Some will be timid. Do you know anybody at your church who just seems hesitant or fearful about her life, even her faith? Maybe he seems tentative about using his gifts or apprehensive about opening up his life enough to experience real fellowship. As a result, these people, while brothers and sisters in Christ, may appear to be “fainthearted” (NRSV) or “stragglers” (The Message).

Some will be weak. Do you know anybody at your church who just seems both physically and spiritually frail or drained? Maybe she is so anemic that she comes across as fragile or delicate. As a result, these individuals, while brothers and sisters in Christ, may appear to be “exhausted” (The Message) or ineffective to the point of being more trouble than they are worth.

The idle, the timid, and the weak are everywhere! So how does the church respond?

Warn the idle. The church has a responsibility to do more than provide handouts for those in need due to their idleness. Throwing money at their situation, while the much easier option, will not bring improvement. Words of warning are sometimes required and that means hard work. While idlers love handouts, they often are less than receptive to counsel.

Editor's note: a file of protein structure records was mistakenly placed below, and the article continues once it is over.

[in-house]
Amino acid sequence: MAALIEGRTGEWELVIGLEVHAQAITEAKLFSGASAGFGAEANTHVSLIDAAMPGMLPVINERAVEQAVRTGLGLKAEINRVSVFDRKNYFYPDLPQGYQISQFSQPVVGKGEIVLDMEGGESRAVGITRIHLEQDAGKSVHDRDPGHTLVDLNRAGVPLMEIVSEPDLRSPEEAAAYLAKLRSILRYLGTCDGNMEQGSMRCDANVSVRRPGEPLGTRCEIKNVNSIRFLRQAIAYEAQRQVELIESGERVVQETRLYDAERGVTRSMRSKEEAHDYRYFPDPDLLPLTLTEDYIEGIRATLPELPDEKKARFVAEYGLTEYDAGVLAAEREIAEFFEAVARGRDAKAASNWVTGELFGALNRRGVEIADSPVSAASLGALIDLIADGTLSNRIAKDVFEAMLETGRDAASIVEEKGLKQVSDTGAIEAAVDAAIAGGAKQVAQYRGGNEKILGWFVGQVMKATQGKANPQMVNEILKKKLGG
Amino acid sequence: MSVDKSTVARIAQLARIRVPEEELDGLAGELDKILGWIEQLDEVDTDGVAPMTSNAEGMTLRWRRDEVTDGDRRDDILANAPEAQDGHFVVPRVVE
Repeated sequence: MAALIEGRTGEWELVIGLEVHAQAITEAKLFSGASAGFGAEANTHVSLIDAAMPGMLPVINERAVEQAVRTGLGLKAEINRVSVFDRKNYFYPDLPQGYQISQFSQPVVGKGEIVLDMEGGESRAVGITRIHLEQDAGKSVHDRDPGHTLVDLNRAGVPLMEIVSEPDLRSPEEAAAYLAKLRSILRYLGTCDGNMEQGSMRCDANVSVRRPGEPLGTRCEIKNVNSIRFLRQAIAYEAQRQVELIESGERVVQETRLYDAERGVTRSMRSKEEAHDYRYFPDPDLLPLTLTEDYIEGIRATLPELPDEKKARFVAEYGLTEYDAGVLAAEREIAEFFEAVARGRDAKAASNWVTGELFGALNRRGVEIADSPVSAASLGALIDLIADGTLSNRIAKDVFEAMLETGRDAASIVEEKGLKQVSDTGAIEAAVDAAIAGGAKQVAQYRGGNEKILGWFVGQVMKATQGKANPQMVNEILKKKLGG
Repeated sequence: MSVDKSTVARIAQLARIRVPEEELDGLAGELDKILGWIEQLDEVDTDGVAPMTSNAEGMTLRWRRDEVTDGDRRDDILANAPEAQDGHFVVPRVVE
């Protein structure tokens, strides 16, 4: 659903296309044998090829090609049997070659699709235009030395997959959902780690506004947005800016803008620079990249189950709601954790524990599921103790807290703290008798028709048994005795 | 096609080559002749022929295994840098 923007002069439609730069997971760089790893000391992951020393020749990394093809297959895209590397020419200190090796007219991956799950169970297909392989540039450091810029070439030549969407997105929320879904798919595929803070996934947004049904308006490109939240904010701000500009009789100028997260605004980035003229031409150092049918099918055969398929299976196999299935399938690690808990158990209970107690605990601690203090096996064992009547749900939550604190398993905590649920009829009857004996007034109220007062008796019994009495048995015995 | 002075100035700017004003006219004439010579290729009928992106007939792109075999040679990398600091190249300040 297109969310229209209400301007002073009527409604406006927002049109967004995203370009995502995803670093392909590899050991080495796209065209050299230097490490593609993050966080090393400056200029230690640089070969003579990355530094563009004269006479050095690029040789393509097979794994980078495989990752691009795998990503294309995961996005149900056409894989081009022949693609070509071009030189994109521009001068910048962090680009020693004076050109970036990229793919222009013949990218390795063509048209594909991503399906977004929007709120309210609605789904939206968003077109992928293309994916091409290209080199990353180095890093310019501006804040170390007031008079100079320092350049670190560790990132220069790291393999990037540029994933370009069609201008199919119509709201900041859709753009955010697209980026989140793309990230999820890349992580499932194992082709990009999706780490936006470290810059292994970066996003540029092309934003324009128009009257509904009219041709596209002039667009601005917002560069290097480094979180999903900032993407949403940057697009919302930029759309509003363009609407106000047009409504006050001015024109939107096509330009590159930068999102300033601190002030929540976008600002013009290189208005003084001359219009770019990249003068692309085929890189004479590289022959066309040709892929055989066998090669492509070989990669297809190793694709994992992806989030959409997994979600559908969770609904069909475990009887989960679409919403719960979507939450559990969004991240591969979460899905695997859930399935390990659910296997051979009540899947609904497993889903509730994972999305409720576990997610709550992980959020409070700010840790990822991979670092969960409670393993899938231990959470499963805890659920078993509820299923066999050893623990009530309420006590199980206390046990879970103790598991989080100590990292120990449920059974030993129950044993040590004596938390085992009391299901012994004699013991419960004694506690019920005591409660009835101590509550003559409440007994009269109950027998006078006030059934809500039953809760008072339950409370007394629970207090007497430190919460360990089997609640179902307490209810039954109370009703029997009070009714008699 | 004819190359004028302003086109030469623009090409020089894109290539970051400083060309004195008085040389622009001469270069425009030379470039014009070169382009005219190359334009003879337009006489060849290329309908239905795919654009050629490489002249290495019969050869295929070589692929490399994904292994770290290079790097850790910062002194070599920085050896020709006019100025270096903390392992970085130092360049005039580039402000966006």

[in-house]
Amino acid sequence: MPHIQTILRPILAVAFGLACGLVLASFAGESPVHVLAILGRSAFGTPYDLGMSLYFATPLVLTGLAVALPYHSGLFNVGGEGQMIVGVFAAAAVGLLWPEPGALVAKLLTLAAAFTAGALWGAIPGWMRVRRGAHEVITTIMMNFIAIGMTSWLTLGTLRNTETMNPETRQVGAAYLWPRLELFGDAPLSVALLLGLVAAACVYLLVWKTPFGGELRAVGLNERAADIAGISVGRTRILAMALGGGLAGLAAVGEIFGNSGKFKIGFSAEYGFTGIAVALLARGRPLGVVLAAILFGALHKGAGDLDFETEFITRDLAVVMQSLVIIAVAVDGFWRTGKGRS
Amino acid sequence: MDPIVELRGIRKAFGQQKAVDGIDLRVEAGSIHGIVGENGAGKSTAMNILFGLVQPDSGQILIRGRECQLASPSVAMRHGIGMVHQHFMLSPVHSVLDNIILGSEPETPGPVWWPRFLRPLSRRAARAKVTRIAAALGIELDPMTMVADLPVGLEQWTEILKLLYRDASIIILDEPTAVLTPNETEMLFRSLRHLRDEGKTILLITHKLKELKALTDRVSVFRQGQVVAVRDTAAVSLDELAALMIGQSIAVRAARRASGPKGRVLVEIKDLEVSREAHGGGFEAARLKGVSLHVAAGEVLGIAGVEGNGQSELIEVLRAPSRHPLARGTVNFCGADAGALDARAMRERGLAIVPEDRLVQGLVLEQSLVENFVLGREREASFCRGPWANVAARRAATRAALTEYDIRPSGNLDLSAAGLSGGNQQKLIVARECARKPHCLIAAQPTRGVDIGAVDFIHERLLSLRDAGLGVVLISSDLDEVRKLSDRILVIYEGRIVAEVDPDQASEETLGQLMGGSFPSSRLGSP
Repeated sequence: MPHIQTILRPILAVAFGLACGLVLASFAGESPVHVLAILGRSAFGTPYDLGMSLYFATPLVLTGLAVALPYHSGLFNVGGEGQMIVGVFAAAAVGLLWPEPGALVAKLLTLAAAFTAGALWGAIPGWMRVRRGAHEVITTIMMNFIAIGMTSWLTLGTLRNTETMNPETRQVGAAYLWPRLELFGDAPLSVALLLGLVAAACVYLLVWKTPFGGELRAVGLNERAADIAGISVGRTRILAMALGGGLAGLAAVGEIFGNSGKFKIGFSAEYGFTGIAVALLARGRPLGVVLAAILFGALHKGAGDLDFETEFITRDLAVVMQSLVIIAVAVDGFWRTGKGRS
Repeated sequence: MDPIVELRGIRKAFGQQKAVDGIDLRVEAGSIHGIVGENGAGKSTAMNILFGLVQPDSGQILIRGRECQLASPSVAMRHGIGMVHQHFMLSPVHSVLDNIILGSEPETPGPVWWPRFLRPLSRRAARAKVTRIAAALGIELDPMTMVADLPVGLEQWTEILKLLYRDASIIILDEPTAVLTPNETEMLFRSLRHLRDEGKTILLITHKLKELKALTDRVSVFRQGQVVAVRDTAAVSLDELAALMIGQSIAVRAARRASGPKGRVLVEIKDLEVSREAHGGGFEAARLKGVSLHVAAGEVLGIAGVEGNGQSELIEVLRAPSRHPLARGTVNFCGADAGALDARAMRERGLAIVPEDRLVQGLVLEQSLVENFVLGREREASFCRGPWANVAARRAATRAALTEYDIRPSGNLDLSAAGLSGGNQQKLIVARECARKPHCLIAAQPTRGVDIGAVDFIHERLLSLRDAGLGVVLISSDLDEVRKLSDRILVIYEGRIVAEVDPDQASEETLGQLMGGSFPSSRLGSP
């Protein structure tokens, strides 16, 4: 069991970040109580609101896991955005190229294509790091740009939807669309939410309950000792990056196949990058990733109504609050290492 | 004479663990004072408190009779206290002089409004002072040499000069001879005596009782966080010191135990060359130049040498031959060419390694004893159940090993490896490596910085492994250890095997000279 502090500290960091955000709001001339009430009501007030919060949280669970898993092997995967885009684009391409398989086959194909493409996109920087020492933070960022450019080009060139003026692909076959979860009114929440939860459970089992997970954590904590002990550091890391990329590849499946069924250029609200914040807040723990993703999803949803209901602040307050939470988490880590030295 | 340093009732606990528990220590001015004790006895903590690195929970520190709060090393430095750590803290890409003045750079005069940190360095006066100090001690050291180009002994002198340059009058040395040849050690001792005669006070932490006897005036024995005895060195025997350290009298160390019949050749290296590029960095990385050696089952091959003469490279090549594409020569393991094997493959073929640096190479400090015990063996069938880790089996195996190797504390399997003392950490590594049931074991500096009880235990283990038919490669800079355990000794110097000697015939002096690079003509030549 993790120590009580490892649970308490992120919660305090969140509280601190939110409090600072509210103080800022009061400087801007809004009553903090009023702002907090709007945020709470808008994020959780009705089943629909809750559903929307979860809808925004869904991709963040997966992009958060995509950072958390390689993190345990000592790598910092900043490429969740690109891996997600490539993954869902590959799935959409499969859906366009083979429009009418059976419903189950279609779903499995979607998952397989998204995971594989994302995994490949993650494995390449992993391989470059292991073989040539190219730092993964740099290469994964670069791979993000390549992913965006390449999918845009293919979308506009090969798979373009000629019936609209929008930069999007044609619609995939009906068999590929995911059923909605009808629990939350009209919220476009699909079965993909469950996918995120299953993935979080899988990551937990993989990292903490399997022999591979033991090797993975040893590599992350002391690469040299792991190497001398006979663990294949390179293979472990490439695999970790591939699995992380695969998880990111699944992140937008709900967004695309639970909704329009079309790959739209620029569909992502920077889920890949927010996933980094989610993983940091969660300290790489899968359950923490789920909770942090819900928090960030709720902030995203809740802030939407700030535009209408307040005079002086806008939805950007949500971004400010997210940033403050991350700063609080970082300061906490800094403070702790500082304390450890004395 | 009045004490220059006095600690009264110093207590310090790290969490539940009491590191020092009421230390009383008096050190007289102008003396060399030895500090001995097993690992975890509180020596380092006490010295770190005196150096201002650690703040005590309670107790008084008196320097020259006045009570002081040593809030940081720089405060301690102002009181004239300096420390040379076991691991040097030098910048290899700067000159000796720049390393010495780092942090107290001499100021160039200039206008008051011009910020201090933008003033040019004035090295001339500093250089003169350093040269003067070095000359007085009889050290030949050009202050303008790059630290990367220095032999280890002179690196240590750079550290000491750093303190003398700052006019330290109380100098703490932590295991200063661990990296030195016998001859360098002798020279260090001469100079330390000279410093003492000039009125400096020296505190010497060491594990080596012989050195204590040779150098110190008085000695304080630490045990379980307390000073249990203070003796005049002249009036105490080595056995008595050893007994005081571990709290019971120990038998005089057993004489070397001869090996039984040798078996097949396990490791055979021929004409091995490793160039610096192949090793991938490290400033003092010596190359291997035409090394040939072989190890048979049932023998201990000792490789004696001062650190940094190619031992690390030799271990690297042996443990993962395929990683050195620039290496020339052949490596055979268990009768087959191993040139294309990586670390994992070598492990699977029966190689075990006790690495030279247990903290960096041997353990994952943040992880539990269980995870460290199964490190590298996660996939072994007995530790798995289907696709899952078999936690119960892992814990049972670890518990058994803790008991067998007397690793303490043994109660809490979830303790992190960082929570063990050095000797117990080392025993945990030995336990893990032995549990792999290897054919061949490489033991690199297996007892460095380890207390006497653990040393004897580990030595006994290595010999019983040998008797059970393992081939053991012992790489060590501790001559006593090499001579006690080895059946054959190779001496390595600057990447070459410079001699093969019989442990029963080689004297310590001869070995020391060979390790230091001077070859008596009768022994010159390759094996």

Encourage the timid. The church has a responsibility to provide more than sweet talk to those paralyzed by fear. Just throwing compliments at the person, while the easier option, will not bring improvement. Useful words of encouragement cannot be empty. They must be full of truth to effectively inform or motivate.

Help the weak. The church has a responsibility to do more than offer criticism or provide excuses for those who are worn out to the point of being useless. Throwing either words of condemnation or justification in their general direction, while the much easier option, will not bring improvement. Helping the weak can’t be accomplished by taking a hands-off approach. “Pulling them to their feet” (The Message) usually means getting your hands dirty.

These needy people — the idle, timid, and weak– are everywhere. The church must not fall into the temptation of taking the easy road of hand-outs, flattery, or judgment. Rather the church must get involved in the real lives of real Christians with all of their real problems. This is a difficult path. It’s a good thing that Paul reminds us when we do get involved; we must remember to be patient with all of them.

The Blessing of Accountability

“Now we ask you, brothers, to respect those who work hard among you, who are over you in the Lord and who admonish you. Hold them in the highest regard in love because of their work. Live in peace with each other” (1 Thessalonians 5:12-13).